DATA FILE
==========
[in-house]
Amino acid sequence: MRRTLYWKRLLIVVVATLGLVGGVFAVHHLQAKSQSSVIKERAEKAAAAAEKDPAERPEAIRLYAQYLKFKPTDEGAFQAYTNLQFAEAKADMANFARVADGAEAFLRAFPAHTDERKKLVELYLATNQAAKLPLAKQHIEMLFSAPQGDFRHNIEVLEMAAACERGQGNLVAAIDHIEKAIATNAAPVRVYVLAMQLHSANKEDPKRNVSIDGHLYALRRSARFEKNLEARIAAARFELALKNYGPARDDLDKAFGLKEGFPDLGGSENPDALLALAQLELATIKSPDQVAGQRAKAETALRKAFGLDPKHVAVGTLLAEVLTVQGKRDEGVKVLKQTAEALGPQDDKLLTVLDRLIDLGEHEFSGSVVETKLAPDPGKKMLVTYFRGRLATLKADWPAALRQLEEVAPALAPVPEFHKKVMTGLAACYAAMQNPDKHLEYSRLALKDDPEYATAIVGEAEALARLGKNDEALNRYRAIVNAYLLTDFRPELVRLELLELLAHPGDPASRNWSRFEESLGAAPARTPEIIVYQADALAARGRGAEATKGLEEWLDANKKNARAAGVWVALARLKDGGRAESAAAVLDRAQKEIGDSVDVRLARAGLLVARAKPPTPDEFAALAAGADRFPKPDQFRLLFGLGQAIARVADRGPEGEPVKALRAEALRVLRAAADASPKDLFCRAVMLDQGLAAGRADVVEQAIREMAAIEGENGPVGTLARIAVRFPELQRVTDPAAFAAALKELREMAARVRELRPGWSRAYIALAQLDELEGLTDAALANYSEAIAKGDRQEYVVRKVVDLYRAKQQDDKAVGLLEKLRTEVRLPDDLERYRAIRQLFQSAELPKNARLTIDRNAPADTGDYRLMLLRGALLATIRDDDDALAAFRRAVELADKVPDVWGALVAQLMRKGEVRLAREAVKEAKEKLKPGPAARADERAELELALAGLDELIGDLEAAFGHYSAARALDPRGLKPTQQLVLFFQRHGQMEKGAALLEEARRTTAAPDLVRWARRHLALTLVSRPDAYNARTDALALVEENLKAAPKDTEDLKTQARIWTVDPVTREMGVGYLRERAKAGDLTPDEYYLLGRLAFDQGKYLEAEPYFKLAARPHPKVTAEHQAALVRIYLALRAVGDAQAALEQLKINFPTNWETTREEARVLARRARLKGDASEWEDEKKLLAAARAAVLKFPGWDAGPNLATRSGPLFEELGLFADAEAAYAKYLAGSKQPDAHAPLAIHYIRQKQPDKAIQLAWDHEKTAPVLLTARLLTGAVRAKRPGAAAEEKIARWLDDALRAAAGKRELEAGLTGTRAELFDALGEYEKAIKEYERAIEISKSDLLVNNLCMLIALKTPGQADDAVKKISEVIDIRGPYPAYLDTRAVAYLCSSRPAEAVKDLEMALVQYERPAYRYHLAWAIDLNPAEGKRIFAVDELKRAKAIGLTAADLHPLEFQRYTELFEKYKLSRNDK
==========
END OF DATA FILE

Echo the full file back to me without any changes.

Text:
[in-house]
Amino acid sequence: MRRTLYWKRLLIVVVATLGLVGGVFAVHHLQAKSQSSVIKERAEKAAAAAEKDPAERPEAIRLYAQYLKFKPTDEGAFQAYTNLQFAEAKADMANFARVADGAEAFLRAFPAHTDERKKLVELYLATNQAAKLPLAKQHIEMLFSAPQGDFRHNIEVLEMAAACERGQGNLVAAIDHIEKAIATNAAPVRVYVLAMQLHSANKEDPKRNVSIDGHLYALRRSARFEKNLEARIAAARFELALKNYGPARDDLDKAFGLKEGFPDLGGSENPDALLALAQLELATIKSPDQVAGQRAKAETALRKAFGLDPKHVAVGTLLAEVLTVQGKRDEGVKVLKQTAEALGPQDDKLLTVLDRLIDLGEHEFSGSVVETKLAPDPGKKMLVTYFRGRLATLKADWPAALRQLEEVAPALAPVPEFHKKVMTGLAACYAAMQNPDKHLEYSRLALKDDPEYATAIVGEAEALARLGKNDEALNRYRAIVNAYLLTDFRPELVRLELLELLAHPGDPASRNWSRFEESLGAAPARTPEIIVYQADALAARGRGAEATKGLEEWLDANKKNARAAGVWVALARLKDGGRAESAAAVLDRAQKEIGDSVDVRLARAGLLVARAKPPTPDEFAALAAGADRFPKPDQFRLLFGLGQAIARVADRGPEGEPVKALRAEALRVLRAAADASPKDLFCRAVMLDQGLAAGRADVVEQAIREMAAIEGENGPVGTLARIAVRFPELQRVTDPAAFAAALKELREMAARVRELRPGWSRAYIALAQLDELEGLTDAALANYSEAIAKGDRQEYVVRKVVDLYRAKQQDDKAVGLLEKLRTEVRLPDDLERYRAIRQLFQSAELPKNARLTIDRNAPADTGDYRLMLLRGALLATIRDDDDALAAFRRAVELADKVPDVWGALVAQLMRKGEVRLAREAVKEAKEKLKPGPAARADERAELELALAGLDELIGDLEAAFGHYSAARALDPRGLKPTQQLVLFFQRHGQMEKGAALLEEARRTTAAPDLVRWARRHLALTLVSRPDAYNARTDALALVEENLKAAPKDTEDLKTQARIWTVDPVTREMGVGYLRERAKAGDLTPDEYYLLGRLAFDQGKYLEAEPYFKLAARPHPKVTAEHQAALVRIYLALRAVGDAQAALEQLKINFPTNWETTREEARVLARRARLKGDASEWEDEKKLLAAARAAVLKFPGWDAGPNLATRSGPLFEELGLFADAEAAYAKYLAGSKQPDAHAPLAIHYIRQKQPDKAIQLAWDHEKTAPVLLTARLLTGAVRAKRPGAAAEEKIARWLDDALRAAAGKRELEAGLTGTRAELFDALGEYEKAIKEYERAIEISKSDLLVNNLCMLIALKTPGQADDAVKKISEVIDIRGPYPAYLDTRAVAYLCSSRPAEAVKDLEMALVQYERPAYRYHLAWAIDLNPAEGKRIFAVDELKRAKAIGLTAADLHPLEFQRYTELFEKYKLSRNDK